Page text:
Given two directory trees, how can I find out which files differ by content?
diff --brief --recursive dir1/ dir2/
Or alternatively, with the short flags
diff -qr dir1/ dir2/
If you also want to see differences for files that may not exist in either directory:
diff --brief --recursive --new-file dir1/ dir2/ # with long options
diff -qrN dir1/ dir2/ # with short flag aliases
Given two directory trees how to find which filenames are the same, considering only filenames satisfying a condition?
This is untested, but I'd try something like:
comm -12 <(cd dir1 && ls E*) <(cd dir2 && ls E*)
Generate a list of filenames in
dir1that satisfy our condition. This can be done with
ls E*because we're only dealing with a flat list of files. For subdirectories and recursion we'd use
find . -name 'E*' -type f).
Put the filenames in a canonical order (e.g. by sorting them). We don't have to do anything here because
E*expands in sorted order anyway. With
findwe might have to pipe the output into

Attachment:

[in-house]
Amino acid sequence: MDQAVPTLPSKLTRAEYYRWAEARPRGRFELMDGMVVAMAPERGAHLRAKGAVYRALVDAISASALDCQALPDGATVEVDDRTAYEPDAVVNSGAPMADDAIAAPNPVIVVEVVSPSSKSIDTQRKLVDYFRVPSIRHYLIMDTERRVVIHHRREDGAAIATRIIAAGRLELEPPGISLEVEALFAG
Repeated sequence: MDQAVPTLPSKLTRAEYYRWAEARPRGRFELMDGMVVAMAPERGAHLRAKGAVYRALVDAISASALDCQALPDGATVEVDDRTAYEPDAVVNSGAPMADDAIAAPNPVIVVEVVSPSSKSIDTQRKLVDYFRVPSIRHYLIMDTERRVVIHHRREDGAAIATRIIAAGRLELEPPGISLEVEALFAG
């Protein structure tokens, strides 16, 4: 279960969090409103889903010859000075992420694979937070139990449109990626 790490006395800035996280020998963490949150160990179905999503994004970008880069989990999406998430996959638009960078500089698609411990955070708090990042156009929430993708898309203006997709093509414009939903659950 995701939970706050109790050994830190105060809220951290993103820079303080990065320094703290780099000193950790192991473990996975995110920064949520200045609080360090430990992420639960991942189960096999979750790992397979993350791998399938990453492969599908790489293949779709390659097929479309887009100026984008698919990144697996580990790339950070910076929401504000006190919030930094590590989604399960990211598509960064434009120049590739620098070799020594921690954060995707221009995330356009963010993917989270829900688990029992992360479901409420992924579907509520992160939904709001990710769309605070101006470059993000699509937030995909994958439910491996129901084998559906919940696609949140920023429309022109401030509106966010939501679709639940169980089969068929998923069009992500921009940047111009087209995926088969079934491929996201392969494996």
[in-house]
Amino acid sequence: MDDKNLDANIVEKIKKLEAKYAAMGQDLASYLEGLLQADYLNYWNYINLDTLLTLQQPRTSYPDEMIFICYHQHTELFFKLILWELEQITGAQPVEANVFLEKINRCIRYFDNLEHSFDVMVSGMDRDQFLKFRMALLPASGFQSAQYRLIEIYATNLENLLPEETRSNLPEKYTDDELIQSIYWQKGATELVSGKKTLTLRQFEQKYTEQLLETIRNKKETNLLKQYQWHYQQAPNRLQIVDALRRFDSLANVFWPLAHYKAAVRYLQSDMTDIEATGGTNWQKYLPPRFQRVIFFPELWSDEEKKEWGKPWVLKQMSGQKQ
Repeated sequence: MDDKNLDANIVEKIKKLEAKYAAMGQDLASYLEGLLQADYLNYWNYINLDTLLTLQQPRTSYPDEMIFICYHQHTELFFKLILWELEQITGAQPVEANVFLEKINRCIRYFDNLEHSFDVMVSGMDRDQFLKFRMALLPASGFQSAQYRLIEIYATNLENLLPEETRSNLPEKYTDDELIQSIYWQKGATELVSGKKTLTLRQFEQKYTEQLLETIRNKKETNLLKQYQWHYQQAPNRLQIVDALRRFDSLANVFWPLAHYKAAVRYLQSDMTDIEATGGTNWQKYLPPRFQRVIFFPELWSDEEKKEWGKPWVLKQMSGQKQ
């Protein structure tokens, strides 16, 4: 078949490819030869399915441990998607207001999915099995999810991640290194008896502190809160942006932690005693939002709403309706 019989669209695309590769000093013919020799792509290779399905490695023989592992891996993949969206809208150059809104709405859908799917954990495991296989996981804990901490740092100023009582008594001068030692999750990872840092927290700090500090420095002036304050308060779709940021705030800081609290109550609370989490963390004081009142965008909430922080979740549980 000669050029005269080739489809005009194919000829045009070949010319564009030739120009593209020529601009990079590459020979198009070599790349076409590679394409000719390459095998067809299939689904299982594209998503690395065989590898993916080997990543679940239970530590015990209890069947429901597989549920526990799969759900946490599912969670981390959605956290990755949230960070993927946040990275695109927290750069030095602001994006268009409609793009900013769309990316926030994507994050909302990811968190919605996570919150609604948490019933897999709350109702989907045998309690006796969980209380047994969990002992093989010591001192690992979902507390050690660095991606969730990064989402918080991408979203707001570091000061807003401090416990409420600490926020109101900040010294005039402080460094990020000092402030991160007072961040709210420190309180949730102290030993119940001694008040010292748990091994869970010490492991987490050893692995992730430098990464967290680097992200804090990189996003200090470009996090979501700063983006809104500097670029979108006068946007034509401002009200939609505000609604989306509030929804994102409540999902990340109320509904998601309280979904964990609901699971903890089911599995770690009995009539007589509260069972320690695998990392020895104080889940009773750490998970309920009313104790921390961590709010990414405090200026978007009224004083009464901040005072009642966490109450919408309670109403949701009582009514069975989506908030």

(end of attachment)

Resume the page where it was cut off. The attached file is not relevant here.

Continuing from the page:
Do the same thing to
Only output lines that are common to both lists, which can be done with
commexpects to be passed two filenames on the command line, so we use the
<( ... )bash feature to spawn a subprocess and connect its output to a named pipe; the name of the pipe can then be given to
given two directory trees how to find which files are the same?
Well i found the answer myself. I had tried it before, but I thought it did not work.
diff -srq dir1/ dir2/ | grep identical
What -srq means? From diff --help :
-s --report-identical-files Report when two files are the same.
-r --recursive Recursively compare any subdirectories found.
-q --brief Output only whether files differ.
Diff files present in two different directories
You can use the
diff command for that:
diff -bur folder1/ folder2/
This will output a recursive diff that ignore spaces, with a unified context:
- b flag means ignoring whitespace
- u flag means a unified context (3 lines before and after)
- r flag means recursive
How do I compare two source trees in Linux?
You can try Meld. It is a wonderful visual diff tool ;-)